An examination paper has 150 multiple choice questions of one mark each, with each question having four choices. Each incorrect answer fetches -0.25 marks. Suppose 1000 students choose all their answers randomly with uniform probability. The sum total of the expected marks obtained by all these students is

 A 0 B 2550 C 7525 D 9375
Engineering-Mathematics       Probability       Gate-2004
Question 42 Explanation:
Probability of choosing a correct answer = 1/4
Probability of selecting a wrong answer = 3/4
For correct answer +1, for wrong answer-0.25;
Expected marks for each question = (1/4) × 1 + (3/4) -(0.25)
= 1/4 + (-3/16)
= 4-3/16
= 1/16
= 0.0625
Expected marks for 150 questions = 150 × 0.625 = 9.375
The sum total of expected marks obtained by 1000 students is = 1000×9.375 = 9375
 Question 43
Two n bit binary strings, Sand S2, are chosen randomly with uniform probability. The probability that the Hamming distance between these strings (the number of bit positions where the two strings differ) is equal to d is
 A nCd /2n B nCd / 2d C d/2n D 1/2d
Engineering-Mathematics       Probability       Gate-2004
Question 43 Explanation:
n binary bits with difference 'd' then no. of favourable cases = nCd
Total no. of cases where n positions have any binary bit = 2n
The probability of 'd' bits differ = nCd / 2n
 Question 44
A point is randomly selected with uniform probability in the X-Y plane within the rectangle with corners at (0,0), (1,0), (1,2) and (0,2). If p is the length of the position vector of the point, the expected value of p2 is
 A B C D Engineering-Mathematics       Probability       Gate-2004
Question 44 Explanation: Above diagram shows the scenario of our question.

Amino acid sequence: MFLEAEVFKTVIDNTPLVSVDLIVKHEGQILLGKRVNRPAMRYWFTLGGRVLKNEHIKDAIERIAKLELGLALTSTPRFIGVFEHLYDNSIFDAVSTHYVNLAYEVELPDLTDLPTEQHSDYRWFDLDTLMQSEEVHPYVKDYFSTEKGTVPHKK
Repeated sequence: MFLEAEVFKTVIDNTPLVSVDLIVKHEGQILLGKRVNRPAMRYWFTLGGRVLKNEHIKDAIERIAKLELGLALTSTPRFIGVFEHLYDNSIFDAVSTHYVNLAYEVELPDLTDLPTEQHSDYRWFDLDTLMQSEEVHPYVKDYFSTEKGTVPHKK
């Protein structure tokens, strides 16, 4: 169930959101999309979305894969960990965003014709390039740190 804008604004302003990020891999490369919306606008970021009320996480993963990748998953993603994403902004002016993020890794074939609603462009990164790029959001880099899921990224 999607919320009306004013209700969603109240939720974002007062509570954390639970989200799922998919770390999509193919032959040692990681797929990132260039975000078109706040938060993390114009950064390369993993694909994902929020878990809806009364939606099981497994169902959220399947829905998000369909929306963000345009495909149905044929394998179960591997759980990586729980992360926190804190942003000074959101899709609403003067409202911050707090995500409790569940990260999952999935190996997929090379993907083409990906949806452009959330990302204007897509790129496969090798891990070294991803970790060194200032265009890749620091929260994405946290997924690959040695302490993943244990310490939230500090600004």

The length p of our position vector (x,y) is Now we need to calculate the probability density function of X and Y.
Since distribution is uniform,
X goes from 0 to 1, so PDF(x) = 1/1-0 = 1
Y goes from 0 to 2, so PDF(y) = 1/2-0 = 1/2
Now we evaluate, Question 45
Let X and Y be two exponentially distributed and independent random variables with mean α and β, respectively. If Z = min(X,Y), then the mean of Z is given by
 A B C D Engineering-Mathematics       Probability       Gate 2004-IT
 Question 46
In how many ways can we distribute 5 distinct balls, B1, B2, …, B5 in 5 distinct cells, C1, C2, …, C5 such that Ball B, is not in cell Ci, ∀i = 1, 2, …, 5 and each cell contains exactly one ball?
 A 44 B 96 C 120 D 3125
Engineering-Mathematics       Probability       Gate 2004-IT
Question 46 Explanation:
Just apply inclusion exclusion principle, Question 47
 A B C D Engineering-Mathematics       Probability       Gate-2003
Question 47 Explanation:
P(A)=1, P(B)=1/2
P(A/B) = P(A∩B)/P(B)
= P(A)⋅P(B)/P(B) (consider P(A), P(B) are two independent events)
= 1
P(B/A) = P(B∩A)/P(A)
= P(B)⋅P(A)/P(A)
= 1/2
 Question 48
A program consists of two modules executed sequentially. Let f1(t) and f2(t) respectively denote the probability density functions of time taken to execute the two modules. The probability density function of the overall time taken to execute the program is given by
 A B C D Engineering-Mathematics       Probability       Gate-2003